Cellular uptake of radiolabeled [3H]-deoxy-d-glucose in response to insulin was measured as described previously [51,52], with minor modifications. Cells treated with fatty acids were stimulated 1 h with 100 nM insulin. Then, cells were washed twice with pre-warmed (37 °C) Krebs-Ringer buffer (118 mM NaCl, 4.8 mM KCl, 1.2 mM KH2PO4, 1.2 mM MgSO4, 2.5 mM NaHCO3, 11 mM d-glucose, 0.07% fatty acid-free BSA, pH 7.4) prior to 20 min incubation in Krebs-Ringer buffer supplemented with (3H)-deoxy-d-glucose (0.5 µCi/mL). Plates were then placed on ice and the cells were washed three times with ice-cold DPBS. Cells were finally homogenized in lysis buffer (1% NP-40, 0.1% SDS) and the homogenate was used for both Bradford protein dosage and liquid scintillation counting using a Tri-Carb 2800T liquid scintillation analyzer with QuantaSmart software. Disintegrations per minutes (DPM) were then normalized to protein concentration (DPM/µg protein).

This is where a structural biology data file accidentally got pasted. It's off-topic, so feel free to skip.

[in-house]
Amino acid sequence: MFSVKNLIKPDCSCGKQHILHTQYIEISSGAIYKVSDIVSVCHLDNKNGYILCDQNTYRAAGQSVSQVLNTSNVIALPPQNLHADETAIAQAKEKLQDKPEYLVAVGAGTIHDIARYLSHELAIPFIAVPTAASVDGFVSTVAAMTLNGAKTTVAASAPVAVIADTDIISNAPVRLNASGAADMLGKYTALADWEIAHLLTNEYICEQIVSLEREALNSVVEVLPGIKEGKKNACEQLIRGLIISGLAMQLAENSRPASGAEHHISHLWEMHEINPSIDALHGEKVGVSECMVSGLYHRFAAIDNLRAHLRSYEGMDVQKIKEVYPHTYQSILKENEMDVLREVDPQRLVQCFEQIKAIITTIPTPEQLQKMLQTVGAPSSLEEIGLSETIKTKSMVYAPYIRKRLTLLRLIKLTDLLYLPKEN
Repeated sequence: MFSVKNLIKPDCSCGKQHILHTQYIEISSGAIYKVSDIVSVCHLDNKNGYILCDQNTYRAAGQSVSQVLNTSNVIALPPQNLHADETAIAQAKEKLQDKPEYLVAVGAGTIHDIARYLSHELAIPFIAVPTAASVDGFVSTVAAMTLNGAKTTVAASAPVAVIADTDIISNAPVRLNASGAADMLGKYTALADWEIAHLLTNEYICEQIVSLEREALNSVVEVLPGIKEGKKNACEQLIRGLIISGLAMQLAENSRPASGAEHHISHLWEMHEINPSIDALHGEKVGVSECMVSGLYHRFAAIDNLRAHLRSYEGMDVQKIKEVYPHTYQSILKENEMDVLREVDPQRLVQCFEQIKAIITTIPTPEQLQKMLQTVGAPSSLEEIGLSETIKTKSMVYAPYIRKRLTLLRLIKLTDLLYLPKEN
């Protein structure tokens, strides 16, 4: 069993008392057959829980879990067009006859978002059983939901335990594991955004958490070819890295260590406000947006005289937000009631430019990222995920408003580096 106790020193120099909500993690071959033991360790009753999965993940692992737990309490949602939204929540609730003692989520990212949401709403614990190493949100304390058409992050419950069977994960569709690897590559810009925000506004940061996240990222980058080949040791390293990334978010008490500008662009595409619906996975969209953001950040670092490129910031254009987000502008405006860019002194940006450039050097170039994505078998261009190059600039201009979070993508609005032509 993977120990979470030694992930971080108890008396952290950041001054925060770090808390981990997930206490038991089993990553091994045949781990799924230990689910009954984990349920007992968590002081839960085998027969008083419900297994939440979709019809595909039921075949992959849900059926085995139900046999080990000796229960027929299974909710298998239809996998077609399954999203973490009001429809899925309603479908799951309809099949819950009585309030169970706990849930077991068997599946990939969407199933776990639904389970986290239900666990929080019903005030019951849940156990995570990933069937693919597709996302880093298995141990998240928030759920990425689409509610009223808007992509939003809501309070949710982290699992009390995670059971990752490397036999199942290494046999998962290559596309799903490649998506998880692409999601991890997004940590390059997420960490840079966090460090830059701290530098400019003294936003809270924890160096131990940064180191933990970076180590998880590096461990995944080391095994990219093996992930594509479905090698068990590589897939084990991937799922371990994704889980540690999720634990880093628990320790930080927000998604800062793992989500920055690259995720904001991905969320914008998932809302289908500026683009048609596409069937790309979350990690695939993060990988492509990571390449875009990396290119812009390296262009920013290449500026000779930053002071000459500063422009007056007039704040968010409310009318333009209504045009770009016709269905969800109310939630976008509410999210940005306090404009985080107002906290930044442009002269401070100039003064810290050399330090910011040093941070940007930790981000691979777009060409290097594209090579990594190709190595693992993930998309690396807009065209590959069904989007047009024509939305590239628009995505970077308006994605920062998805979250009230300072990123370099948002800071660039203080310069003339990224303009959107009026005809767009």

2.11. Statistical Analysis

Data are presented as mean ± standard error of the mean (SEM). A Student’s t-test was used to evaluate statistical significance. Generally, a one-tailed unpaired test was applied, except with data normalized to control where a “one sample” t-test is appropriate. A p-value < 0.05 was considered statistically significant. Each result has been obtained from at least three distinct cell cultures prepared on different days (n ≥ 3 independent replicates).

3. Results

3.1. Medium Chain Fatty Acids Are Not Cytotoxic but Induce Differential Effects on Mitochondria

To determine the effects of MCFA on hepatocyte viability, we exposed HepG2 cells to increasing doses (0.1–0.5 mM) of either palmitate or various MCFA before an MTT reduction assay. For reference, circulating fatty acids range between 0.2 mM and 2 mM in physiological conditions [9,53,54].
While palmitate decreased cell viability in a dose-dependent manner, equivalent doses of various MCFA did not alter it (Figure 1a). Since the reduction of the MTT reagent is dependent on mitochondrial electronic flux [45], Figure 1a also indicates that, contrary to palmitate, MCFA treatments maintained this mitochondrial function.